The HIV/AIDS epidemic is one of the greatest challenges facing economic and social development in sub-Saharan Africa. Women of reproductive age (15-49) have the greatest risk and prevalence of HIV in this region. Increased female vulnerability to HIV stems from limited access to health care and lack of autonomy to make decisions regarding sexual health and education. Using Demographic and Health Surveys data from nine sub-Saharan African countries, this paper found several key determinants in women’s empowerment and HIV status. Women who know more about sexual health knowledge in terms of contraceptive methods, fertility, and sexually transmitted diseases are more likely to be empowered than women with no understanding of sexual health. Similarly, women who are empowered are less likely to be HIV positive. This paper has important implications for future policies aiming to lower HIV incidence and improve women’s rights in sub-Saharan Africa.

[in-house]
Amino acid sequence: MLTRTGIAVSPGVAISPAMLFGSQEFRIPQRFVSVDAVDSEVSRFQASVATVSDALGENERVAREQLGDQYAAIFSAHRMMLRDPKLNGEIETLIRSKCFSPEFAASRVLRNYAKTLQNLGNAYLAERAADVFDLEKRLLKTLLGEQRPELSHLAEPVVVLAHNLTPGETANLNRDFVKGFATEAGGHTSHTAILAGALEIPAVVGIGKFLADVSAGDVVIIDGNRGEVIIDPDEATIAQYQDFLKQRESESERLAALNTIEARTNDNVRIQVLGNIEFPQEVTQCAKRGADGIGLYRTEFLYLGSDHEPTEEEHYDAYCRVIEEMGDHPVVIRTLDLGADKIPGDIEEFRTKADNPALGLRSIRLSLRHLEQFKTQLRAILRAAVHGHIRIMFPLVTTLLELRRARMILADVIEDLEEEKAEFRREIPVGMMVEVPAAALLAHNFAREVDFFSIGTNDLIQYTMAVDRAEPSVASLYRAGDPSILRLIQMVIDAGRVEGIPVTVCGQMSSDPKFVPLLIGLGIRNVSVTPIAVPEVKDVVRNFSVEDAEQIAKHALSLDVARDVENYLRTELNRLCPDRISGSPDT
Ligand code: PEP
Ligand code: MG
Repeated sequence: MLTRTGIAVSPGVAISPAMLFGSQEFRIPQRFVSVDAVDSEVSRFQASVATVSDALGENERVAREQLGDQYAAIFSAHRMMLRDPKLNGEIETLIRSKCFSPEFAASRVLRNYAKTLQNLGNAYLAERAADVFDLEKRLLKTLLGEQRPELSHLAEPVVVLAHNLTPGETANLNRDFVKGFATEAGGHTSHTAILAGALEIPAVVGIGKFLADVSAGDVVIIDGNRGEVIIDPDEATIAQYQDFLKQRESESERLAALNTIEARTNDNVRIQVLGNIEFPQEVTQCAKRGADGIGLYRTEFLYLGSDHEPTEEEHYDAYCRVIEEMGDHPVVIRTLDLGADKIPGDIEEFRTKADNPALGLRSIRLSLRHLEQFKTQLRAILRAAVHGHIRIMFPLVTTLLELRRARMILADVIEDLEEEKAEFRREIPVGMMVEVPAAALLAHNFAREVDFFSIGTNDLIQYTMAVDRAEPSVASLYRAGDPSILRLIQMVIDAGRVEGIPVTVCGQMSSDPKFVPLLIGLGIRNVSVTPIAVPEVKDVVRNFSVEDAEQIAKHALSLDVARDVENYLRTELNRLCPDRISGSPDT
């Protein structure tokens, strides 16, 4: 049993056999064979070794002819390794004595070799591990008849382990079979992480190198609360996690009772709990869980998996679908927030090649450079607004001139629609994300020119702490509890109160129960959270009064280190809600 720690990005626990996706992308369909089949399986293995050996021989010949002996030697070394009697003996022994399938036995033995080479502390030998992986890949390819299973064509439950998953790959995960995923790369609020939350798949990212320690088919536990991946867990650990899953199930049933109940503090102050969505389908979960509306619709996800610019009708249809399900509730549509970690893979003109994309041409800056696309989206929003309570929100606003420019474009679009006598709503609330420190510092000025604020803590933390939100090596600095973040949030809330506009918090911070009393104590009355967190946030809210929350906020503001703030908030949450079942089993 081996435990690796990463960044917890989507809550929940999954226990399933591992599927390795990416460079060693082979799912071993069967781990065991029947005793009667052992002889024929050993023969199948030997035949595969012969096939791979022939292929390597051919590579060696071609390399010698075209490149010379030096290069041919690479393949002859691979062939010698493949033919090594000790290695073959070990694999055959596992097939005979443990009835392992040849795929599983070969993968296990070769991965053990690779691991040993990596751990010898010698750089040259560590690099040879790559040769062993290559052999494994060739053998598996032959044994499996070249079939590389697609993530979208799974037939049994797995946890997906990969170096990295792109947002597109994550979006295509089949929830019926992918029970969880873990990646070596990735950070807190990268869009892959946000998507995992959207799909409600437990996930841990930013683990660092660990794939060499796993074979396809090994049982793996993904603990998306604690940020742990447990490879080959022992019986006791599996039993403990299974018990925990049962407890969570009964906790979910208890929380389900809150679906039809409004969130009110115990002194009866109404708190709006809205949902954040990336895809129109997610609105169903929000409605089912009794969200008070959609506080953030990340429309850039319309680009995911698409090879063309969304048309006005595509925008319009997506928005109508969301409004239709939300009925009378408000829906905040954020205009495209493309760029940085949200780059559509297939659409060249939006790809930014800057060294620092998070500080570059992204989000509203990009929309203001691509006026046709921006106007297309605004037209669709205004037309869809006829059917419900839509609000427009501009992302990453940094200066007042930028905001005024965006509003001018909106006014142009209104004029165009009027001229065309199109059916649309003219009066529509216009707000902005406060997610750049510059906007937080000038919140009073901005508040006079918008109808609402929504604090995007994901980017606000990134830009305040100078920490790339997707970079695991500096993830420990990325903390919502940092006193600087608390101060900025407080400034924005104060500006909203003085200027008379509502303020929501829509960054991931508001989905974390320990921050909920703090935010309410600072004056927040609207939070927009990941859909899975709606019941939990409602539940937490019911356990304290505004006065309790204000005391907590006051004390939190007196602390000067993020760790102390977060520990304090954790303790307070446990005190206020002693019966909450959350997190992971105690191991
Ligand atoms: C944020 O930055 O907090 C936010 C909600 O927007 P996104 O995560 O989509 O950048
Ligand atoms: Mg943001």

From its earliest stages, the rhetoric of India’s HIV/AIDS discourse has maintained an explicit focus on transmission through contact with high-risk groups (i.e. migrant workers, sex workers, homosexuals, and intravenous drug users). India's intense focus on high-risk groups, and primary focus on the commercial sex work industry in HIV/AIDS research and prevention strategies exhibits critical voids in the academic literature, scholarship, and discourse surrounding the subject. Over the course of this research study I spent several months interviewing sex workers in Pune, India to gain a better understanding of the circumstances and social factors that contribute to women's involvement and participation in sex work and the sex work industry. Using my interviews, experiences in the red light district, and academic research on India's HIV/AIDS discourse I have attempted to highlight the uncritical use of the term “high-risk” in the rhetoric of India's HIV/AIDS discourse and to bring attention to the underlying social factors that create, maintain, and perpetuate entry into the sex work industry in India. The central focus of this research study is to displace female sex workers as the “vectors”, in epidemiological terms, of HIV/AIDS (Kadiyala and Barnett 2004: 1888) and highlight India’s patriarchal social structures that result in gender inequality and economic vulnerability for women as the social forces that lead women to participate in the commercial sex work industry, and hence to participate in high-risk behaviors and a high-risk industry that is significant in the spread of HIV/AIDS in India.